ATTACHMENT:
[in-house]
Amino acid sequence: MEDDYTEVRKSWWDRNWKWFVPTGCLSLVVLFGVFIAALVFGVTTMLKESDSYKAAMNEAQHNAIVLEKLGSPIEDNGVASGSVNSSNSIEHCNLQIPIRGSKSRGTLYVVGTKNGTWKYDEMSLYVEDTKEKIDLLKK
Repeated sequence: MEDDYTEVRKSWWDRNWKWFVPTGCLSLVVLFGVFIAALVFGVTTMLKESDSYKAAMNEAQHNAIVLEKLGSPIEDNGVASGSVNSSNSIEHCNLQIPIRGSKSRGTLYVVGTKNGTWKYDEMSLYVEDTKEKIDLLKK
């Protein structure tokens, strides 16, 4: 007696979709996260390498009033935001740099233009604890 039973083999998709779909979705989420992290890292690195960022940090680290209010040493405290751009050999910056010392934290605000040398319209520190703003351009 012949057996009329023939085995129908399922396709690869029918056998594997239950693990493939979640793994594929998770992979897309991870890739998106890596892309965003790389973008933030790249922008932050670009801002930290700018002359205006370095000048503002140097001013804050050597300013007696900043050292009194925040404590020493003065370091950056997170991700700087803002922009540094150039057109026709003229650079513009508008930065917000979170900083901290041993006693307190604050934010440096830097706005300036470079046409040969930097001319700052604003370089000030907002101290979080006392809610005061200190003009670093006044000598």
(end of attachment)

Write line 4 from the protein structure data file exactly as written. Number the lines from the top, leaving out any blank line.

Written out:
């Protein structure tokens, strides 16, 4: 007696979709996260390498009033935001740099233009604890 039973083999998709779909979705989420992290890292690195960022940090680290209010040493405290751009050999910056010392934290605000040398319209520190703003351009 012949057996009329023939085995129908399922396709690869029918056998594997239950693990493939979640793994594929998770992979897309991870890739998106890596892309965003790389973008933030790249922008932050670009801002930290700018002359205006370095000048503002140097001013804050050597300013007696900043050292009194925040404590020493003065370091950056997170991700700087803002922009540094150039057109026709003229650079513009508008930065917000979170900083901290041993006693307190604050934010440096830097706005300036470079046409040969930097001319700052604003370089000030907002101290979080006392809610005061200190003009670093006044000598």